Yeah. As long as I've known him, everything works for him. There's nothing he can't handle. I can't handle anything. School, parents, the future. Ferris can do anything.
I guess I would've been sixteen when Ferris Bueller's Day Off came out. I likely saw it the summer between my sophomore and junior year in high school. Back in the day, I was probably a lot like Cameron Frye. Disinterested, uncomfortable, and boring. While I can see the brilliance of Alan Ruck in the character, at sixteen all I saw was myself.
But no one wanted to be Cameron Frye. Everyone wanted to be Ferris. Oh, he's very popular Ed. The sportos, the motorheads, geeks, sluts, bloods, waistoids, dweebies, dickheads - they all adore him. They think he's a righteous dude. Everyone wants to be adored by their peers at that age. I remember being frightened at being labeled, "different." Trying instead to be like everyone else. As adults, of course, we shun conformity and strive to break free from the masses. Being different helps define us.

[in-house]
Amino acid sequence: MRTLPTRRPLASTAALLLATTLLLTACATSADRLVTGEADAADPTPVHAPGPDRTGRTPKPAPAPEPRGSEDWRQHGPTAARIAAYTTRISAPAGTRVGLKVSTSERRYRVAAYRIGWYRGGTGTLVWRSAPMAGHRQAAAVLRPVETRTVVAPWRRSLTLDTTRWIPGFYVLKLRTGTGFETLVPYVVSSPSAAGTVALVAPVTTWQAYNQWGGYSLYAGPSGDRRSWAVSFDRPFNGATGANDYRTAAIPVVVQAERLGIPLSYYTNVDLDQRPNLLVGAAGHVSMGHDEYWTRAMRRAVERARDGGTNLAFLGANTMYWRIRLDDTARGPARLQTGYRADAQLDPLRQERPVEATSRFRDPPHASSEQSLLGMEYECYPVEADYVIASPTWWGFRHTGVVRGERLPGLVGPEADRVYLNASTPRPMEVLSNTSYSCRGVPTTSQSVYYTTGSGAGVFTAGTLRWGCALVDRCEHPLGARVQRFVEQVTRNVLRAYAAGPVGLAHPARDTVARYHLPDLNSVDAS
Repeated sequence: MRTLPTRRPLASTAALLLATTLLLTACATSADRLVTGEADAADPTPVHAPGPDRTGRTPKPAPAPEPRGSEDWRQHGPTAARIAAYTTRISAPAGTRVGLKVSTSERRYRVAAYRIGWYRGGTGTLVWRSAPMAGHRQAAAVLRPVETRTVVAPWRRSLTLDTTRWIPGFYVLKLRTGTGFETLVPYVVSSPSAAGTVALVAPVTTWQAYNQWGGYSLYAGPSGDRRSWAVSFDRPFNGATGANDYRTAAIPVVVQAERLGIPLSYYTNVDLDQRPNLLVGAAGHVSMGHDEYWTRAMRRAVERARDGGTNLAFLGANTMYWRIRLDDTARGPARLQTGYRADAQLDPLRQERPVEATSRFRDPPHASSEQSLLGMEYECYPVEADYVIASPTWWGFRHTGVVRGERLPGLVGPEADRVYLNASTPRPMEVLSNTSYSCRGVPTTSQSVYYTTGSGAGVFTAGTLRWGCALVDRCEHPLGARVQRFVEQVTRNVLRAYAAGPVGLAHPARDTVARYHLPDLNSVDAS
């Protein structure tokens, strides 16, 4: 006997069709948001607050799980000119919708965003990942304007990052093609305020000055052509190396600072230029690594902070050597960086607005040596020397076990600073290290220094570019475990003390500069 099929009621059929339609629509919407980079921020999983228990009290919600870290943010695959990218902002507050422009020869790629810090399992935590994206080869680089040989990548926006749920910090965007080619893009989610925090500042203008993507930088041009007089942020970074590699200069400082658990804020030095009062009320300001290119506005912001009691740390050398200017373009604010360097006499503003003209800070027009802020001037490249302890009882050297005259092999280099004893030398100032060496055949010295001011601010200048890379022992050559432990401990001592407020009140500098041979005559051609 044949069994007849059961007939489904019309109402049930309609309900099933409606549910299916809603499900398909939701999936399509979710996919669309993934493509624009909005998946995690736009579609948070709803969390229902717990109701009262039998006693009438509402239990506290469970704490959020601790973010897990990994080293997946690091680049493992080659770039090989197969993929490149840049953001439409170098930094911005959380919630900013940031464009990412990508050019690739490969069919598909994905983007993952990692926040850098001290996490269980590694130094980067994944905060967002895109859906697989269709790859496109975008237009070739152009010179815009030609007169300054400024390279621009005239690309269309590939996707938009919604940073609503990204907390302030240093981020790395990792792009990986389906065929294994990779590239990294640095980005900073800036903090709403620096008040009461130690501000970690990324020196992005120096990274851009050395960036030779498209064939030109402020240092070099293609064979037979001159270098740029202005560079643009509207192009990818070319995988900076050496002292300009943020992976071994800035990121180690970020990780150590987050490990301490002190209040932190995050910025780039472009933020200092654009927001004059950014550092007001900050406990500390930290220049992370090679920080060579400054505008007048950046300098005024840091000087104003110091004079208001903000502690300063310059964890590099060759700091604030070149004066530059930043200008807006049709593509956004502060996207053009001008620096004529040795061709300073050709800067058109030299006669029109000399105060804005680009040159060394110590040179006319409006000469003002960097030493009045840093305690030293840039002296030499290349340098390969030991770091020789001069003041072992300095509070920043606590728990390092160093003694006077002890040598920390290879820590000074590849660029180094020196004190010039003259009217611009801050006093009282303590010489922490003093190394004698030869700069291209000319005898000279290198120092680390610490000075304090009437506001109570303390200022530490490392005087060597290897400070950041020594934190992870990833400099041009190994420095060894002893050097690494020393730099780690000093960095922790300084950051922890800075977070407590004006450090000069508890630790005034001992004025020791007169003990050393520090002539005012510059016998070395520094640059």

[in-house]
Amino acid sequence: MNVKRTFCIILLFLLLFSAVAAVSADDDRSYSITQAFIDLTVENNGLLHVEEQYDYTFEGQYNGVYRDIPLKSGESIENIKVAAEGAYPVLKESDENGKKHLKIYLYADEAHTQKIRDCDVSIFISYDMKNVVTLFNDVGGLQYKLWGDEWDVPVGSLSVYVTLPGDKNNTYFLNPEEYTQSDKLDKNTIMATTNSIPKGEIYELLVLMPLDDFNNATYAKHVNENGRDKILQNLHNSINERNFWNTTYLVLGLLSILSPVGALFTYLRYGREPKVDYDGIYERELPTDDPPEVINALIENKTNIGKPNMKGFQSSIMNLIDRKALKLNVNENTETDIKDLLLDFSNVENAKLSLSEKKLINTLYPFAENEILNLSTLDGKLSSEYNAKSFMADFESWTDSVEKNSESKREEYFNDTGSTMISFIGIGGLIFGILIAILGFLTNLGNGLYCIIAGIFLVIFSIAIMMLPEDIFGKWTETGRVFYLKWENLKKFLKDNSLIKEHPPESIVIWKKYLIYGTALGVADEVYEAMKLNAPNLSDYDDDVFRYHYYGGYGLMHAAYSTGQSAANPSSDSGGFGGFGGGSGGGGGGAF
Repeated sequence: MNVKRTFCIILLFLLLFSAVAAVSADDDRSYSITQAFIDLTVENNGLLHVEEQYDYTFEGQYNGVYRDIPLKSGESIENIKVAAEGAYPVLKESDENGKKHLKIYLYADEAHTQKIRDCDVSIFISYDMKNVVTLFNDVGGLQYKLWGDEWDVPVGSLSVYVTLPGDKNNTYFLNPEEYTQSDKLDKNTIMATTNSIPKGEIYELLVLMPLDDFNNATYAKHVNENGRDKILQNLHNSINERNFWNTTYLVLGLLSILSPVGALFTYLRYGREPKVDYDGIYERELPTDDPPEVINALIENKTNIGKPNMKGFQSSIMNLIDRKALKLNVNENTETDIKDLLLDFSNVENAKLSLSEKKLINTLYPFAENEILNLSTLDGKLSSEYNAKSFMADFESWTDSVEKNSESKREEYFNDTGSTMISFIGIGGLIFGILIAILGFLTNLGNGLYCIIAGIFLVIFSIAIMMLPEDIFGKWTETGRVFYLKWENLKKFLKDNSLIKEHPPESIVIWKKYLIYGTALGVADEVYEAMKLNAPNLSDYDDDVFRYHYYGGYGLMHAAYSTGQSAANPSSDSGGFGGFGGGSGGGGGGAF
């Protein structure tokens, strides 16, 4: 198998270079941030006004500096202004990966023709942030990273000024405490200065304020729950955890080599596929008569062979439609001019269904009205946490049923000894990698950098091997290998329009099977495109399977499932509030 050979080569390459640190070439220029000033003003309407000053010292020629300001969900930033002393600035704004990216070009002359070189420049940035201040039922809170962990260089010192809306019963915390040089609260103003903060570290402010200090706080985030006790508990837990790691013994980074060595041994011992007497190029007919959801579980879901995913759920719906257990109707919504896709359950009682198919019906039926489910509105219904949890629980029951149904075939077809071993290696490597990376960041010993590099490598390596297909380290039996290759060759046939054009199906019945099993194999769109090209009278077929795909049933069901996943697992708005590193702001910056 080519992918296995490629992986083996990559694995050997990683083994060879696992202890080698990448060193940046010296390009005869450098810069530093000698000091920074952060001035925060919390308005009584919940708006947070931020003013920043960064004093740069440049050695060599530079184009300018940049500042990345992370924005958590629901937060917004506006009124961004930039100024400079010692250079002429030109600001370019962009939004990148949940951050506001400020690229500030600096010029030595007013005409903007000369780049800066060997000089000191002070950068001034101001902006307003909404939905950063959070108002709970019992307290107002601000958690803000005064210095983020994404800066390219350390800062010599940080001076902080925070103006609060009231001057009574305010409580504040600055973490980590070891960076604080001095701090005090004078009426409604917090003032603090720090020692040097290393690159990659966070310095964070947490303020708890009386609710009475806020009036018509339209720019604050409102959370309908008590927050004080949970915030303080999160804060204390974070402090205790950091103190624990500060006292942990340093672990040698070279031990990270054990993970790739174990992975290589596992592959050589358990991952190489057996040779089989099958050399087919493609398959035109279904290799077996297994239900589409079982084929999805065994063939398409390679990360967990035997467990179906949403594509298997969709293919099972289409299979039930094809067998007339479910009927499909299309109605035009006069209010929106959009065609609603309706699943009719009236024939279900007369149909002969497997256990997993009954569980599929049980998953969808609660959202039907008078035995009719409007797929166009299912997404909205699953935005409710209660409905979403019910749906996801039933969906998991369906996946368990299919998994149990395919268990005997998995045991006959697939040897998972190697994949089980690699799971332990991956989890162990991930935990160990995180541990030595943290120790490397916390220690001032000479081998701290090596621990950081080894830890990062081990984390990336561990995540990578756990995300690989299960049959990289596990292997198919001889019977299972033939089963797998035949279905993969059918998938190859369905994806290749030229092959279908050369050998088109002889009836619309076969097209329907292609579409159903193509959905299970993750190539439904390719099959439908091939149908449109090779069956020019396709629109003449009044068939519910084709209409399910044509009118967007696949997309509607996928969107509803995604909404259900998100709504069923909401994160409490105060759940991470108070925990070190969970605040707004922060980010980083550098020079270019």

Can someone see a movie - and change who they are?
It took me a year or so, but I became Ferris Bueller, and it opened up endless possibilities for me. I became self-confident, outgoing, adaptable and flexible. Perhaps it was just my time? Either way, I've always appreciated the freedom such an outlook predisposes.
Later in life, I tried to emulate Peter Gibbons from Office Space with much less success. At least that one helps keep things in perspective.
McKinney, Texas is the second fastest growing city in the United States. This is the weekend before Christmas. I stopped at Best Buy this morning. I must be insane.
After scouring, but not finding, A Life Less Ordinary on the shelves, I finally got a kid to look it up for me on their computer.
"Shows as deleted in our system." He says.
"What does that mean?" I implore
"No Best Buy anywhere will have it. We no longer carry it." He tells me.
"Because its old." He looks at his screen, "Whoa. 1999! Really old."